Filtering for Clarity: PCC’s Efforts to Clean Financial Reporting Requirements for Private Companies

Filtering for Clarity: PCC’s Efforts to Clean Financial Reporting Requirements for Private Companies

Sep 14, 2022

pa-cpa-journal-filtering-for-clarity-pcc-s-efforts-to-clean-financial-reporting-requirements-for-private-companiesThe Financial Accounting Foundation (FAF) established the Private Company Council (PCC) in 2012 to improve the process of setting accounting standards for private companies.  

The principal assertion underlying the foundation of the PCC was that users of private company financial statements are significantly different than users of public company financial statements, therefore the accounting language should be tailored accordingly. With 10 years under its belt, now is a good time to review what the PCC has been doing and where it should be going. 


The mandate of the PCC is to recognize that the needs of public and private company financial statement users, preparers, and auditors are not always aligned. So, it was charged with two principal responsibilities: 
  • Determine whether exceptions or modifications to existing nongovernmental U.S. generally accepted accounting principles (U.S. GAAP) are necessary to address the needs of private company financial statement users. It should identify, deliberate, and vote on any proposed changes, which would be subject to endorsement by the Financial Accounting Standards Board (FASB) and submitted for public comment before being incorporated into GAAP.
  • Serve as the primary advisory body to the FASB on the appropriate private company treatment for items under active consideration on the FASB’s technical agenda. 

Proposed changes should ensure comparability of financial reporting among disparate companies by putting in place a system that recognizes differences (but avoids a “two-GAAP” system).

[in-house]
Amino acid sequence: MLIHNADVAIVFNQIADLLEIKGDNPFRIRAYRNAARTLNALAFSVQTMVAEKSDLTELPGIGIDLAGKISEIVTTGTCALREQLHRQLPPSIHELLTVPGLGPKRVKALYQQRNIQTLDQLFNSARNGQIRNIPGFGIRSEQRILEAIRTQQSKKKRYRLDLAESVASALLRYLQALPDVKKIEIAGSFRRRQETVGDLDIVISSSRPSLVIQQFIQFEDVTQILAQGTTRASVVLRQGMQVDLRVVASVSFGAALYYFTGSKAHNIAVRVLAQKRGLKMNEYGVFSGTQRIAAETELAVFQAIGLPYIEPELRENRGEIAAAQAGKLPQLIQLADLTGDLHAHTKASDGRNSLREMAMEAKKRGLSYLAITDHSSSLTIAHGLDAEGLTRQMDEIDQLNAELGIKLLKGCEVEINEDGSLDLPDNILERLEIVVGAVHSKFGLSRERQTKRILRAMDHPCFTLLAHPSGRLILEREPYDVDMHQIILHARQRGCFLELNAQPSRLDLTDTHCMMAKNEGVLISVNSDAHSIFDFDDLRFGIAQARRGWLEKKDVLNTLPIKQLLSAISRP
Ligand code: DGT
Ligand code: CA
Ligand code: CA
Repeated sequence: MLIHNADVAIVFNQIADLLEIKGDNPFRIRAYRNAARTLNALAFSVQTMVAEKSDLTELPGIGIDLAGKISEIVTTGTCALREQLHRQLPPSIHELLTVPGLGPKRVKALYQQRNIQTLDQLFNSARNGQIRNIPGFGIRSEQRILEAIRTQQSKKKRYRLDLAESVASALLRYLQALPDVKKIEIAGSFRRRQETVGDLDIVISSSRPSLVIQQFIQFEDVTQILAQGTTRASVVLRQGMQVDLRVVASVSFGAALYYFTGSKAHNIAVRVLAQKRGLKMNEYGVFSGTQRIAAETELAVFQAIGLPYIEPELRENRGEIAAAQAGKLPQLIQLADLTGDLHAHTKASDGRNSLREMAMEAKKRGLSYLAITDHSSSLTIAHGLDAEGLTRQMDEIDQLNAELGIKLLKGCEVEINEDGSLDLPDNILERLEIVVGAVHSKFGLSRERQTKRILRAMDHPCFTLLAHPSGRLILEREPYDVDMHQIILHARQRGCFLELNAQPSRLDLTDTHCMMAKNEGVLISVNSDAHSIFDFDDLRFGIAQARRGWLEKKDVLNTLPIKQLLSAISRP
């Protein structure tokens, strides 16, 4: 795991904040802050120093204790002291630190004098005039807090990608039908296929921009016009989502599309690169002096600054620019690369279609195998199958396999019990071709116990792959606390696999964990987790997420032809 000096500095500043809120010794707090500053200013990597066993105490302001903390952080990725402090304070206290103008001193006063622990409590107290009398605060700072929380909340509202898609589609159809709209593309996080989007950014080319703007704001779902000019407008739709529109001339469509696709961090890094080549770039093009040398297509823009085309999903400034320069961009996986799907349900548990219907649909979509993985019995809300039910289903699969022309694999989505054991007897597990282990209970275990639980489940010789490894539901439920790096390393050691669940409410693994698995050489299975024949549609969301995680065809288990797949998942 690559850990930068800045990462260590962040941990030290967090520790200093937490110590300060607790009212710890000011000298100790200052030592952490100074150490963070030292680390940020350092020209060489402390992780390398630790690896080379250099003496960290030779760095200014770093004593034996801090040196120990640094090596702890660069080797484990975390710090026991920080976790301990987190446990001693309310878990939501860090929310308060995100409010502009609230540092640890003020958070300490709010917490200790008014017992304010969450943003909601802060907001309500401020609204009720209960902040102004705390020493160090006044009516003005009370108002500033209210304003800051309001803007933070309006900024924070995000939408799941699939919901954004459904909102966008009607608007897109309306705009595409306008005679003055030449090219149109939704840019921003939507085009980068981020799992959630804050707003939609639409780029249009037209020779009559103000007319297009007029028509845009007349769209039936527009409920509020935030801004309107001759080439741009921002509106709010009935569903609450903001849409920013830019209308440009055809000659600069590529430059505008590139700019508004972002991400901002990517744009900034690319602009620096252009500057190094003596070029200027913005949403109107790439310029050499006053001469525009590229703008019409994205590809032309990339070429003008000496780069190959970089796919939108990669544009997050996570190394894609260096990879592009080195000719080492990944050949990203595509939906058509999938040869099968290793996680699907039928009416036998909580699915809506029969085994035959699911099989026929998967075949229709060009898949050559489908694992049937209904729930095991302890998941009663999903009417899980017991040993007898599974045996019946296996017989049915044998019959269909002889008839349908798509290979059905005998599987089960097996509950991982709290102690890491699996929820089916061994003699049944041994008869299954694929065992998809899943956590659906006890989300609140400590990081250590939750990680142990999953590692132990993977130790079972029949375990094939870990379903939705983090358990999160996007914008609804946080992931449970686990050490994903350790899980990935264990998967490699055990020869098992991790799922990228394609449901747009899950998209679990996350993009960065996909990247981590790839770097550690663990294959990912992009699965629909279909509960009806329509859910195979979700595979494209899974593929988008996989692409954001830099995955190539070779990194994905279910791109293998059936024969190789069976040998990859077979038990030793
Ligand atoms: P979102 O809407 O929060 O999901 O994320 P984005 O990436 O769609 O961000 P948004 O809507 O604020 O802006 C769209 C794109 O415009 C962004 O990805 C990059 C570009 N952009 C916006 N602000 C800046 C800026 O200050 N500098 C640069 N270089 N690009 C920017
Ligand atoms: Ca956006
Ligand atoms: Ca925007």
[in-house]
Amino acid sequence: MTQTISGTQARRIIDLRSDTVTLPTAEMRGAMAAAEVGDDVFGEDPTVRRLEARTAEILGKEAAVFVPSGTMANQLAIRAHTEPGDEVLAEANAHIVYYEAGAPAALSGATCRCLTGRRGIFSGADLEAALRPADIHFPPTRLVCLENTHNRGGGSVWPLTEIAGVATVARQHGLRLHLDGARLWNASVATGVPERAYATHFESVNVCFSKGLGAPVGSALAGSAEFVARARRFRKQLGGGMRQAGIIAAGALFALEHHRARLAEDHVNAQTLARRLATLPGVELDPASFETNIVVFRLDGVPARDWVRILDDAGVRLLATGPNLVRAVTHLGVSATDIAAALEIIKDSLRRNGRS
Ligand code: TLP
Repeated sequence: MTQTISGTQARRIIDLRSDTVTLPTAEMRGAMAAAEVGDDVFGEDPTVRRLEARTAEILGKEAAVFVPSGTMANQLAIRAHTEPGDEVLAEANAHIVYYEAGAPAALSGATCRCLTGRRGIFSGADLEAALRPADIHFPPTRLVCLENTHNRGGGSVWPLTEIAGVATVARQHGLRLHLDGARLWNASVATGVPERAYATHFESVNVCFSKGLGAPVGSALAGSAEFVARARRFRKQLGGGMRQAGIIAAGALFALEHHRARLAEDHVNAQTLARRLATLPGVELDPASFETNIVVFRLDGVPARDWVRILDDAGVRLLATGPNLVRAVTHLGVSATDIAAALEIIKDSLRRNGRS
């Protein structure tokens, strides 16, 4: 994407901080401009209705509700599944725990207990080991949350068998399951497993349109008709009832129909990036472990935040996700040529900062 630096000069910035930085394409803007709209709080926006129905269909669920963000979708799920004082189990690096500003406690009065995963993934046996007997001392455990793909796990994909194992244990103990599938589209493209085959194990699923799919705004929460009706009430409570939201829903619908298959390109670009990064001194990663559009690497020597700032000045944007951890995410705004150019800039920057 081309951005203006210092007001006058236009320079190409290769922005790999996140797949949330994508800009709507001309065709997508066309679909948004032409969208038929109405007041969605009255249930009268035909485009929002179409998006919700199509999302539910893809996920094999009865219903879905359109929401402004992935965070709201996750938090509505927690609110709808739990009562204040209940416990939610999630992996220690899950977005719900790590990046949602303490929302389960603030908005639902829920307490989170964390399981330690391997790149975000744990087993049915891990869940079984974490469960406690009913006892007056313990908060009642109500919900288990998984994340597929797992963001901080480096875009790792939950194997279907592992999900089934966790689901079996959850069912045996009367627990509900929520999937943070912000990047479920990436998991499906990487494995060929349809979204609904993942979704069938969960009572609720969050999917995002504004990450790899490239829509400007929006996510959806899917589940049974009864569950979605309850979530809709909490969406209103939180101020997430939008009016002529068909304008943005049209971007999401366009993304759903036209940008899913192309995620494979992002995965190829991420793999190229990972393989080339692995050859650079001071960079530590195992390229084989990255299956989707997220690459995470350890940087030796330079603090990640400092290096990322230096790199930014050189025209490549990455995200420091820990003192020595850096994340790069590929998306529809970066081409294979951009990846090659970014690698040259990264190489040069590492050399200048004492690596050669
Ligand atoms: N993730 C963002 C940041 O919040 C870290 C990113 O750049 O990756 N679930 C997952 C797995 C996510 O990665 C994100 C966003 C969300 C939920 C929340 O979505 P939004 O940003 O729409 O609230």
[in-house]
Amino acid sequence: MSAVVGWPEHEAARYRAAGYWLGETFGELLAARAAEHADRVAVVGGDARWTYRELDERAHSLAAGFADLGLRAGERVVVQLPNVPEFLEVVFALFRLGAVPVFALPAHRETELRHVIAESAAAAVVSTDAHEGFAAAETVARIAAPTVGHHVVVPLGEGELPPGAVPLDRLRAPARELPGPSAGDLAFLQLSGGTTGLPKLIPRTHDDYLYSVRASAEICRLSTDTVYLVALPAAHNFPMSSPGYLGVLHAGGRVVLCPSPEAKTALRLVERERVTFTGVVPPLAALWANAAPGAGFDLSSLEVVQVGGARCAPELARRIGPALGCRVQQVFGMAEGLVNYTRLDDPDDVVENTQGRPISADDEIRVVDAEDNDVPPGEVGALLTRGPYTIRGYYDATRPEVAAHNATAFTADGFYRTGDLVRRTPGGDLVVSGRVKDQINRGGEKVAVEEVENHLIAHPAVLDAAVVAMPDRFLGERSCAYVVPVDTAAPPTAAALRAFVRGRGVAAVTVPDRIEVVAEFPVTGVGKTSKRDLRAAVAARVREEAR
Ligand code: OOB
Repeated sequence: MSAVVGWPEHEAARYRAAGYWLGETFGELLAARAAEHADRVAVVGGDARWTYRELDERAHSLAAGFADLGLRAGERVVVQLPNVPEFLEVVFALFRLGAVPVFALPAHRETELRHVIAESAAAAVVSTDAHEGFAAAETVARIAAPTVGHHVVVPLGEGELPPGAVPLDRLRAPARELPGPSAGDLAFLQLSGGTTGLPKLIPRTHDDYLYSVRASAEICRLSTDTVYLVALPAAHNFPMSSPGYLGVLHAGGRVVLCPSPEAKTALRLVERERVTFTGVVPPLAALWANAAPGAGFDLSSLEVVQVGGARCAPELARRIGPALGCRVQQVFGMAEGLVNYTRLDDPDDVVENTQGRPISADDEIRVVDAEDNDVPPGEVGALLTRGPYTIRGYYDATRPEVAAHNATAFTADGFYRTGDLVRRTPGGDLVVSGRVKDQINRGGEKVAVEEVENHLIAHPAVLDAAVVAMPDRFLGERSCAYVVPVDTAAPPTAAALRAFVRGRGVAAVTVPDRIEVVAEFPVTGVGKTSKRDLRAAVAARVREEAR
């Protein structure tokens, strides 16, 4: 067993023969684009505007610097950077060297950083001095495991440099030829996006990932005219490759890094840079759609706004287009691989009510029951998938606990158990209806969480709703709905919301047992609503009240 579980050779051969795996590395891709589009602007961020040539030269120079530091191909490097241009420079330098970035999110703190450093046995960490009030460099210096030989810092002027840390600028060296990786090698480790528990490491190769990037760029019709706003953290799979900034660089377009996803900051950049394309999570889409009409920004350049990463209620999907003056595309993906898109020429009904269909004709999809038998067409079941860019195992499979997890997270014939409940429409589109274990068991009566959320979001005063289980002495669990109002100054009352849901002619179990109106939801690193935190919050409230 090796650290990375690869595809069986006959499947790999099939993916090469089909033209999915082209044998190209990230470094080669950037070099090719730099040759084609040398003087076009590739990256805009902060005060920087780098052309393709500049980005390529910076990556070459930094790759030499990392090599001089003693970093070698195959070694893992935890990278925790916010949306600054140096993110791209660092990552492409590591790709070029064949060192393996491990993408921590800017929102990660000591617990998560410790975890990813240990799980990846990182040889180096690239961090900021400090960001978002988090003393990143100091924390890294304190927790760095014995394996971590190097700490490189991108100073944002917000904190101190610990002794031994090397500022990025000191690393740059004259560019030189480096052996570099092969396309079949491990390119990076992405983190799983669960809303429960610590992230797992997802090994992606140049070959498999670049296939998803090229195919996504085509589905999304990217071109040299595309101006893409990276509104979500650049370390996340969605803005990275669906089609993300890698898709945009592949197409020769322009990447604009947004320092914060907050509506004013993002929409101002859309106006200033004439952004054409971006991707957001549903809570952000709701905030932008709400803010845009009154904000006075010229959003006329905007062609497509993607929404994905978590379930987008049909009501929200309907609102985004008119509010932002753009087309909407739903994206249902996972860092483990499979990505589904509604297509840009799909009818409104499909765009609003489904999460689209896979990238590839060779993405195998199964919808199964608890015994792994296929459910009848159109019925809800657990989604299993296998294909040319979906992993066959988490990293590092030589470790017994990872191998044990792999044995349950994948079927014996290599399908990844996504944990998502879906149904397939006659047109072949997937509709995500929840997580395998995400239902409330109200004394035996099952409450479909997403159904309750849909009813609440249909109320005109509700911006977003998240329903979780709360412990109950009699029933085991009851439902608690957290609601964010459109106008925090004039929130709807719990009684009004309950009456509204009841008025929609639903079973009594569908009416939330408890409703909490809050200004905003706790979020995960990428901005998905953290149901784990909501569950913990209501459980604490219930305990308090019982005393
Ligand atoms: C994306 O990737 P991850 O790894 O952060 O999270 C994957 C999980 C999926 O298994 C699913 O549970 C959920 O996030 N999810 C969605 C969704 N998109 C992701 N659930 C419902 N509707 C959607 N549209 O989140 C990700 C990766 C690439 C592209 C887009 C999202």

A Private Company Decision-Making Framework1 was established, which was followed by a number of initial concepts that eventually became “PCC standards” on intangibles, derivative relief in plain-vanilla swaps, and variable interest entity (VIE) consolidation relief for related-party leasing arrangements (ASUs 2014-02, 2014-03, 2014-07, and 2014-18). Many early topics resulted in FASB actions that had some private company considerations. The PCC also played a significant role in what is deemed “the simplification initiative,” which had a direct impact on topics including development-stage entities, discontinued operations, going concern, push-down accounting, extraordinary items, and imputed interest from debt-issuance costs. The decision-making framework uses five factors to distinguish the financial reporting needs and objectives of nonpublic entities from other entities, and which could drive the identification of alternative applications: 

  • The type and number of financial statement users and their access to management – The types of users and their needs are major factors in deciding when GAAP should be modified. Not only is report distribution smaller and controlled in private companies, but users often can access management personally if more information is needed. Nonfinancial information also tends to be more important.
  • Investment strategies of primary users – Primary users of private company financial statements are not investors tracking their holdings, but rather owners and creditors focused on cash flows to service debt, pay dividends, or fund buyouts.
  • Ownership and capital structure – A substantial portion of private companies are pass-through entities that are tax driven. Transfer of ownership is limited. This results in different priorities in areas such as income taxes, reporting equity, and consolidation.